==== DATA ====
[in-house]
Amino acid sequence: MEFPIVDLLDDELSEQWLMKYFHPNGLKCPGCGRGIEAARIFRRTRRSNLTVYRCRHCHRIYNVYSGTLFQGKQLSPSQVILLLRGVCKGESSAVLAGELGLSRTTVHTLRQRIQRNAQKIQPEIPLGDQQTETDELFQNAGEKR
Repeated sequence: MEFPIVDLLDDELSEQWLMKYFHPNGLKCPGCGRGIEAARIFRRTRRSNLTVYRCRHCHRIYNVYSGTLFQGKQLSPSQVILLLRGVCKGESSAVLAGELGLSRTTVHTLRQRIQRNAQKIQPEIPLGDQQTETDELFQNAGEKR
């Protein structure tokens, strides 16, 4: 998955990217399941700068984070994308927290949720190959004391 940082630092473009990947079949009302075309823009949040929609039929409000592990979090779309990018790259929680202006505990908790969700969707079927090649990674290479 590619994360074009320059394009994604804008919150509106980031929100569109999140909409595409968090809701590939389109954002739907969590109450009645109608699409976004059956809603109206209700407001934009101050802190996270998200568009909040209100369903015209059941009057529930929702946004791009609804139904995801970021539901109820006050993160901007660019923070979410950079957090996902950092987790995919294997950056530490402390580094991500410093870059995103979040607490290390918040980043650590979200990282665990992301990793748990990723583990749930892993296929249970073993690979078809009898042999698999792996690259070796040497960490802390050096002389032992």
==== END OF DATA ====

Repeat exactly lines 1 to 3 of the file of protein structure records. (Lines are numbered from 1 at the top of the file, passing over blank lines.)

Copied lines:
[in-house]
Amino acid sequence: MEFPIVDLLDDELSEQWLMKYFHPNGLKCPGCGRGIEAARIFRRTRRSNLTVYRCRHCHRIYNVYSGTLFQGKQLSPSQVILLLRGVCKGESSAVLAGELGLSRTTVHTLRQRIQRNAQKIQPEIPLGDQQTETDELFQNAGEKR
Repeated sequence: MEFPIVDLLDDELSEQWLMKYFHPNGLKCPGCGRGIEAARIFRRTRRSNLTVYRCRHCHRIYNVYSGTLFQGKQLSPSQVILLLRGVCKGESSAVLAGELGLSRTTVHTLRQRIQRNAQKIQPEIPLGDQQTETDELFQNAGEKR